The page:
”What bothered the board was that the size of the loss went up at an alarming rate,” said this person. If anything, Mr. O’Neal should have ”overcommunicated” with his board about Merrill’s problems, this person said, but Mr. O’Neal didn’t walk the board through the reasons for the write-off’s increase as much he should have.
The ”final straw” was Mr. O’Neal’s unilateral decision to ask Wachovia Corp. CEO G. Kennedy Thompson, a longtime client of the firm, whether he would be interested in buying Merrill. Mr. Thompson demurred, according to a person familiar with the situation. But those familiar with the firm say the move’s appearance of desperation – particularly since Wachovia just acquired a big St. Louis brokerage and now rivals Merrill’s brokerage in size – offended some of Merrill’s directors, brokers and some top executives who were unaware of the overture.
”If there are too many surprises, the board loses confidence in the senior management team,” says Michael P. Kelly, head of the board services practice for CTPartners, a New York executive search firm. (The firm has done some search work for Merrill.) In the aftermath of Sarbanes-Oxley, the 2002 corporate-reform law, directors ”need to be in sync with the CEO,” he says.
No one on Wall Street embodied the Horatio Alger story better than Mr. O’Neal, who through brains and doggedness became the highest-ranking African-American on Wall Street. Raised in poverty amid the cotton fields of the Deep South, he worked as a young man at General Motors. During his days in the auto business, an auto assembly-line foreman pointed out Mr. O’Neal’s strong Southern drawl. Mr. O’Neal took speech lessons that gave him perfect diction, an associate recalls.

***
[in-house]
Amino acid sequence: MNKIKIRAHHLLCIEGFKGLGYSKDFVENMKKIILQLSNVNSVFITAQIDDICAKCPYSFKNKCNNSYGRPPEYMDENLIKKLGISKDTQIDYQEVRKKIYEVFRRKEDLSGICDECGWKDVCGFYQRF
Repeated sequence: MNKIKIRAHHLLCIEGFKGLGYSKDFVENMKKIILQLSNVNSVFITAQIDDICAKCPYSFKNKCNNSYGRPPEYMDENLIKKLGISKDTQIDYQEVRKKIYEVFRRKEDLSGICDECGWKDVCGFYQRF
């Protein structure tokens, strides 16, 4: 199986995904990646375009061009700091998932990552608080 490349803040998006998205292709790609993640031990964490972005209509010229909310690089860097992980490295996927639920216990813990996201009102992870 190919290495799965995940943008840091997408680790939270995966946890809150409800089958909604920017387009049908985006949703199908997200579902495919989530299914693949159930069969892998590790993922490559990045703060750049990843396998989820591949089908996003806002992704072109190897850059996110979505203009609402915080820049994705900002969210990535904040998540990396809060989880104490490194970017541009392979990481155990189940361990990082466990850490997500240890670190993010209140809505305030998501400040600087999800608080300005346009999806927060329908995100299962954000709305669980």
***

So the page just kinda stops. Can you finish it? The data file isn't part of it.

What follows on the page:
That same determination showed after Mr. O’Neal joined Merrill in 1986, in its junk-bond division. He came to power amid growing investor impatience with the firm’s cost structure, particularly after money-losing expansion moves into Canada and Japan. He made cost cuts in Merrill’s brokerage division, and won the the top job five years ago. He reorganized the firm quickly after the terrorist attacks of Sept. 11, 2001, and made even more draconian firmwide cuts during the 2002 stock-market slide.
With his restructuring, Mr. O’Neal was seen as rejecting the longtime culture of a company known internally as ”Mother Merrill.” For years, the brokerage giant was willing to accept lower profit margins in order to keep longtime loyal employees on the payroll, much like International Business Machines Corp. had a no-layoff policy during its 1980s heyday.
Mr. O’Neal was criticized for purging a few dozen rivals and their allies after gaining power, and later even his own former allies, such as executive vice chairman Thomas Patrick.
Merrill’s board gave him leeway because he more than doubled the firm’s profit level to an average topping $5 billion annually from 2003 to 2006. Those at the company said he was proud at cutting through the cozy corporate culture.
Many former Merrill executives, who stayed in touch with each other, were critical of his moves. Former executives say they were bothered by the firm’s lack of support for a group of its former bankers who were convicted and served jail time for allegedly helping Enron Corp. deceive investors about its earnings. The bankers’ convictions were later reversed, but some face retrials.
Such episodes showed Mr. O’Neal ”forgot what Mother Merrill stood for and just disavowed the past,” said Daniel Tully, a former broker and Merrill’s chief executive in the mid-1990s. ”We had a great thing going for us, with the so-called backslapping type of people that we are. We were tough task-masters but not mean-spirited.”
In recent days, former executives also discussed moves to launch a proxy fight if Mr. O’Neal wasn’t removed.
Mr. Tully said he and other former Merrill executives would be willing to step in to lead the firm temporarily during a one- to two-month search for a new CEO ”to right the ship and show that Mother Merrill is alive and well.” He said the losses were ”awful,” and said he and other Merrill alumni had expressed their unhappiness ”behind the scenes.”
Mr. O’Neal’s aloof management style was on display at the firm’s quarterly operations-committee meetings in the boardroom on the 33rd floor of Merrill’s lower Manhattan headquarters. Instead of fostering freewheeling interchanges, the meetings were often staged and choreographed, with formal presentations to which Mr. O’Neal would ask questions but rarely entertain discussion, a former executive says.